A new study from Experian, the global information services company,
reveals that more than three million social housing tenants could be
missing out on the most competitive online financial deals due to a lack
of a credit history and also limited internet access.
According to the Social Housing Tenants study, one third (33.5 per cent) of social housing tenants in the UK do not have access to the internet at home, with one in seven (14 per cent) unable to get online at all, and three quarters (76 per cent) claiming they have never applied for online products and services. Meanwhile, 61 per cent do not have enough of a credit history to enable online financial services and credit providers to verify their identities electronically, meaning they are often unable to get the best online deals and rates, or to even access an online product at all.
To overcome this, Experian and Big Issue Invest (The Big Issue’s social investment arm) have partnered to create The Rental Exchange. The initiative allows social landlords to submit information about their tenants’ rent payment history to Experian, which will strengthen their credit history. This supports more successful electronic verification of a tenant’s identity when they search and apply for financial services online. Adding rental payment data to an application would result in 84 per cent of social housing tenants having a strong enough credit history to validate their identity and potentially gain access to more competitive online financial services. As a result, three-quarters (72 per cent) of social housing tenants’ credit scores would also increase.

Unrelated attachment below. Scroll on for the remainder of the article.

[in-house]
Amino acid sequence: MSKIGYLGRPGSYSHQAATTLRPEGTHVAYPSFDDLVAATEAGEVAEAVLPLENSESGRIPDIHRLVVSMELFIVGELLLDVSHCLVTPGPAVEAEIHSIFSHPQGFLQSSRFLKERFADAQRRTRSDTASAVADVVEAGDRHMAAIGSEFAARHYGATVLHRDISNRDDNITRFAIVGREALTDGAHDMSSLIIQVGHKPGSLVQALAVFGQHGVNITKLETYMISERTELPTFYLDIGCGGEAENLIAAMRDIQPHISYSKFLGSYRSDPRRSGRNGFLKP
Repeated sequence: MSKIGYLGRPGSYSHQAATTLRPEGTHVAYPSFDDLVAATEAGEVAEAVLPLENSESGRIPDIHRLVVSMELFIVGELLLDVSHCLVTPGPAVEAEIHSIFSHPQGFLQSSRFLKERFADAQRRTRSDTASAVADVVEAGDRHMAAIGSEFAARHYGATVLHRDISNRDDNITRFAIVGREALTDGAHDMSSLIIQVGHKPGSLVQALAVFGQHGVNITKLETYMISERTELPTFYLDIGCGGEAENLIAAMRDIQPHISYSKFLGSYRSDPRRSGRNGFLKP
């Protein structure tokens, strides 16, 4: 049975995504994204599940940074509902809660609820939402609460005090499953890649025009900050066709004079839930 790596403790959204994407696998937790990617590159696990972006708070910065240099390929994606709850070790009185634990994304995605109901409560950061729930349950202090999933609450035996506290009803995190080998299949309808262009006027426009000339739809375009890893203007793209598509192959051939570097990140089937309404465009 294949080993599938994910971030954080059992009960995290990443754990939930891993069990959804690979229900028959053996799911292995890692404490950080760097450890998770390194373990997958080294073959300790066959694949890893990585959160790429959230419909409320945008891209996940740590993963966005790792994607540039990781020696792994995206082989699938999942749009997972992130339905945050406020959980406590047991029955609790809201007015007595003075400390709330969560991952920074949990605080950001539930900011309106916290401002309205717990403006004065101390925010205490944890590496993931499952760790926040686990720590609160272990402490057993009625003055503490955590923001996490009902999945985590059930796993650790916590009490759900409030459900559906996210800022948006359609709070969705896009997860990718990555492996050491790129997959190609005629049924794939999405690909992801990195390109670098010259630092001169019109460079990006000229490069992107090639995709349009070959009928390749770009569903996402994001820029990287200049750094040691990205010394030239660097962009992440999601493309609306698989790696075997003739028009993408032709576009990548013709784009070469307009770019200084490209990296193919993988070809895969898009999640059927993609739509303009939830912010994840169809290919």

Jim Mullan, Group Chief Executive at the Big Issue, said: “It’s a vicious circle. On top of the challenges of getting online in the first place, social housing tenants miss out on the best online deals because service providers often cannot easily check who they are. When someone applies for credit or a financial product, a credit reference agency will be able to confirm to the provider that you are who you say you are with a high degree of certainty if they can validate you against two or more records. For most people this is the electoral roll and a piece of credit data, such as a loan or mobile phone contract. It is this second data record which is often missing for social housing tenants and which leads to them missing out on these online deals.”
Experian’s own data highlights that only 39 per cent of social housing tenants in the UK currently have two records against which their identity can be verified, while the UK benchmark for the population as a whole is 87 per cent.
Jonathan Westley, Managing Director of Experian’s UK&I Consumer Information Services, comments: “The digital authentication rate amongst social housing tenants is less than half of that of the wider population, and this group suffers financially as a consequence. If an online provider cannot fully authenticate a person, they either price their product based on a high level of risk, making the service more expensive, or simply refuse it. However, using rental data as part of the electronic authentication process improves the level of insight available for providers and means that fewer tenants are excluded from or pay a higher rate for products. This is all part of the challenge to digitally enable everyone. Digital inclusion stops isolation as well as giving access to online products and cheaper financial deals.”
Further insight the Social Housing Tenants study highlights the extent of digital exclusion, revealing that:
Digital exclusion is greatest amongst older age groups - almost a third (29 per cent) of tenants aged over 55 do not have internet access at all, and 80 per cent say they have never applied for products or services online.
Just one per cent of 18 to 34 year old tenants are without any internet access; however 68 per cent have never applied for online products and services.
More surprisingly, one in five (19 per cent) social housing tenants living in London are not able to get online and 79 per cent have never applied for online products.
(Source - Experian News Release)